Quantcast
Trump Watch

Why Did Trump Release a Report Confirming Climate Change Is Real?

Last Friday, the White House stunned many after it released a sweeping report concluding that climate change is not only real, but it also poses as a major threat to the U.S. and humans are "extremely likely" to be responsible.

The 477-page National Climate Assessment, which was mandated by Congress and reviewed by 13 federal agencies, conflicted with President Trump's notorious stance on global warming as a "hoax." It also defied Trump's continued efforts to dismantle environmental regulations on both the national and international scale.


So why did the Trump White House release a report contradicting the president and much of his administration's stance on climate change?

Well, as Bloomberg reports, "don't read much into it":

Public drafts of the report have circulated for months, making it politically perilous to tinker with the findings. So, with editing a high-risk affair and the report required by Congress, the administration may have just decided to downplay it, said John Holdren, who ran the Office of Science and Technology Policy under President Barack Obama.

"It would do more harm to block this report than to let it out," Holdren, now a Harvard University environmental policy professor, said in an interview. "They're letting it out on a Friday afternoon, which is pretty much the standard approach for letting out something that you don't want to get a lot of attention."

The other reason? Blame Obama. The report has been in the works since 2015.

"It is unfortunate that the Trump Administration has released these Obama-era climate reports, without attempting to remove the junk science—and the reports are full of junk science," fervent climate change denier and former Trump EPA transition team leader Myron Ebell told Bloomberg.

The White House has also distanced itself from the main conclusion of the special report. In a Friday statement, White House spokesperson Raj Shah used familiar climate-skeptic talking points to dismiss the findings.

"The climate has changed and is always changing. As the Climate Science Special Report states, the magnitude of future climate change depends significantly on 'remaining uncertainty in the sensitivity of Earth's climate to [greenhouse gas] emissions,'" Shah said. "In the United States, energy related carbon dioxide emissions have been declining, are expected to remain flat through 2040, and will also continue to decline as a share of world emissions."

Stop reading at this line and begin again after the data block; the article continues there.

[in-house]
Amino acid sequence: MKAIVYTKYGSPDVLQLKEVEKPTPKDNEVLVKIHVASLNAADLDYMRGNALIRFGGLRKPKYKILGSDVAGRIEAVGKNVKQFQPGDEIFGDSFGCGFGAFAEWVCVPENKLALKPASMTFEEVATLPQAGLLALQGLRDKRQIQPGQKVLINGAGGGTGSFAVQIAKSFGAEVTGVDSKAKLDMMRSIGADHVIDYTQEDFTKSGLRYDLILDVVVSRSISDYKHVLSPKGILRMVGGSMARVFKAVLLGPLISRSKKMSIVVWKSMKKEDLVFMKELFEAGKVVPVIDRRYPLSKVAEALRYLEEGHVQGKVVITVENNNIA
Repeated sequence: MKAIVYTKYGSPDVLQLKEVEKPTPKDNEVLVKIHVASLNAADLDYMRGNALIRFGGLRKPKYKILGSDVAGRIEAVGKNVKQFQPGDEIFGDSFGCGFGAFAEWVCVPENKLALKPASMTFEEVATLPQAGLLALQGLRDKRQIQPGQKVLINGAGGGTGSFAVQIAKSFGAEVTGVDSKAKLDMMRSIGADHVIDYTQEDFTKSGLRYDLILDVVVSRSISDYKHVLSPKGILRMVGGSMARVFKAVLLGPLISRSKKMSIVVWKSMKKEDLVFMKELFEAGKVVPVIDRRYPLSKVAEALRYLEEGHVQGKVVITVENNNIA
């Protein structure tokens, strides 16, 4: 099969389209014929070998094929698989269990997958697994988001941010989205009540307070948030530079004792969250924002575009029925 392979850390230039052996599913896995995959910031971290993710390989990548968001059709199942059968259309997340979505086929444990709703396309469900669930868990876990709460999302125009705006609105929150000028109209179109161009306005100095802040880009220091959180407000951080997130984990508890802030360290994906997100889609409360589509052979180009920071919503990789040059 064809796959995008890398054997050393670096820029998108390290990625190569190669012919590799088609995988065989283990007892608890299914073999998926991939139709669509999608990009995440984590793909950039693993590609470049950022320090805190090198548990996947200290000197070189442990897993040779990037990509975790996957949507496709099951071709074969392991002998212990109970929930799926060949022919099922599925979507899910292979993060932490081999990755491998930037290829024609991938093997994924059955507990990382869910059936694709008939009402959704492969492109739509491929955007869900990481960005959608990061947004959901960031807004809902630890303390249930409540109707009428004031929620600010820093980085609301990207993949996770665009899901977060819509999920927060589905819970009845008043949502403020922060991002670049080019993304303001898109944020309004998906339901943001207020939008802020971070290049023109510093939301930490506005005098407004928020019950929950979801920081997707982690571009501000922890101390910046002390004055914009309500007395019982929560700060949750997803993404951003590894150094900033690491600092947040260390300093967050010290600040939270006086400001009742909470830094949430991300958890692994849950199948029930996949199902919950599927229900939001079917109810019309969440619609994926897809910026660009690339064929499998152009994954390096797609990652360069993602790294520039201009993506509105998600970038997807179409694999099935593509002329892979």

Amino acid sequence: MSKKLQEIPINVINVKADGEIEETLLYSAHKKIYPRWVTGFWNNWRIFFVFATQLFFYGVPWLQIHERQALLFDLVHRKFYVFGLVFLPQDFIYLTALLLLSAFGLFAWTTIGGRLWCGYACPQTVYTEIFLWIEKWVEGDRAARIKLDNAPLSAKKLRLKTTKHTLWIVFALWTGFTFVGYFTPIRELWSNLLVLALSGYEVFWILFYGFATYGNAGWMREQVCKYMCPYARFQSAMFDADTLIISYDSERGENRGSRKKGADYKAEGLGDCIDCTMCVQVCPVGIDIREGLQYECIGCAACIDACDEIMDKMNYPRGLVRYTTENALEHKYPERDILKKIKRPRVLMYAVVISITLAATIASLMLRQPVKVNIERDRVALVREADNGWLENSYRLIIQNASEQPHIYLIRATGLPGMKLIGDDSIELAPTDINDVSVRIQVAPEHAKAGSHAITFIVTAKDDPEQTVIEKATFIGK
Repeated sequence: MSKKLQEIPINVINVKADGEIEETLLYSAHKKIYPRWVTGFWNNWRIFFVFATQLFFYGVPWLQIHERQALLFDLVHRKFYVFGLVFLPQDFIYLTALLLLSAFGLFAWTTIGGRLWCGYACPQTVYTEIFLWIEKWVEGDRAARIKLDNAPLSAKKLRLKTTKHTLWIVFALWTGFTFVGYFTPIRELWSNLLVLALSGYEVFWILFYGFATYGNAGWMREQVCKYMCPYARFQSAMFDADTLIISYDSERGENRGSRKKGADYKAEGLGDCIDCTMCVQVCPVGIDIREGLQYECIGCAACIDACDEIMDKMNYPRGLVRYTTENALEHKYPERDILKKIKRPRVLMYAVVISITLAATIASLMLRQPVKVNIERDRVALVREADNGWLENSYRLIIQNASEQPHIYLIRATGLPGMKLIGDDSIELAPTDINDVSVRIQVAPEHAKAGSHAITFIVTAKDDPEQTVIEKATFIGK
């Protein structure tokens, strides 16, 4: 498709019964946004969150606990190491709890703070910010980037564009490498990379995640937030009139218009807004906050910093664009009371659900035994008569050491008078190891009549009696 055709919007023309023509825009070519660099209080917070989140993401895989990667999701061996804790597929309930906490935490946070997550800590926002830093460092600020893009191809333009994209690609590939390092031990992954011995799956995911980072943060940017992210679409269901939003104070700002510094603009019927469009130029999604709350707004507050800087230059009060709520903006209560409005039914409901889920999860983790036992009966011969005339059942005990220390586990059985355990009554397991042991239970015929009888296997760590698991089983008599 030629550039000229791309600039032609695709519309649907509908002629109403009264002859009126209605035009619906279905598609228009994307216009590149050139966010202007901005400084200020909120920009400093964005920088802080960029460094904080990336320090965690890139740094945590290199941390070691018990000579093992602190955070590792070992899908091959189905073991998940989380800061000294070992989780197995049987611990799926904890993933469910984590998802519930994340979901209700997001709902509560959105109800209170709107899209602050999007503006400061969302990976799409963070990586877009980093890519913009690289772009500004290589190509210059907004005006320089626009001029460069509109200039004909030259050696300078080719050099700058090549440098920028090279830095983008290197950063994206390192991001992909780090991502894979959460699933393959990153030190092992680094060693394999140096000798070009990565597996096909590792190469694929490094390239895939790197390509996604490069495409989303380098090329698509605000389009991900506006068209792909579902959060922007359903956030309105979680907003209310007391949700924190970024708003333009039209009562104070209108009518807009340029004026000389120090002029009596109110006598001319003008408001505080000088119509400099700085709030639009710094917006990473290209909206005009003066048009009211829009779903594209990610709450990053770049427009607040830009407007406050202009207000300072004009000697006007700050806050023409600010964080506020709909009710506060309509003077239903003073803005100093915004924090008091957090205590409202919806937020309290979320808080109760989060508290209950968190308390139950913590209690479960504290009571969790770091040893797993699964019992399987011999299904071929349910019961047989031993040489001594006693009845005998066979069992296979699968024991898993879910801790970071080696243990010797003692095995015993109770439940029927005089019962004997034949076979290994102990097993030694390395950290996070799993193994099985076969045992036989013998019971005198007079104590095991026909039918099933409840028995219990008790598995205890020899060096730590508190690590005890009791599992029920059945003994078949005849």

Meanwhile, the U.S. Environmental Protection Agency's ( EPA) has removed the phrase "climate change" from its websites and has prohibited its own scientists from speaking about the issue.

Additionally, Common Dreams reported on Saturday that President Trump is looking to use the COP23 climate talks as a platform to sell fossil fuels—and coal in particular—as necessary and beneficial.

Show Comments ()
Sponsored
Pexels

Forest Gardening With Space for Wild Elephants

By Michael B. Commons

In my collaboration with Terra Genesis International, I have been given space and support to investigate what we may call "Regenerative Pathways," looking at real life examples of functional farming systems that we can identify as being on the "Regenerative Agriculture Pathway."

While these farms/farming systems might be called "Regenerative Farms," we see regeneration more as a long term process and continuum that we can evaluate through indicators such as soil health, water retention, biodiversity, community health and more.

Keep reading... Show less
Slava Bowman / Unsplash

How Can We Help Put a Human Face on Climate Change?

By John R. Platt

Communicating the truths about climate change isn't always easy. Sometimes the effects of climate change seem to hover in the future, or are occurring most visibly in other parts of the world. Other times they're subtle—at least for now. And of course, there are some people who just don't want to hear anything about it.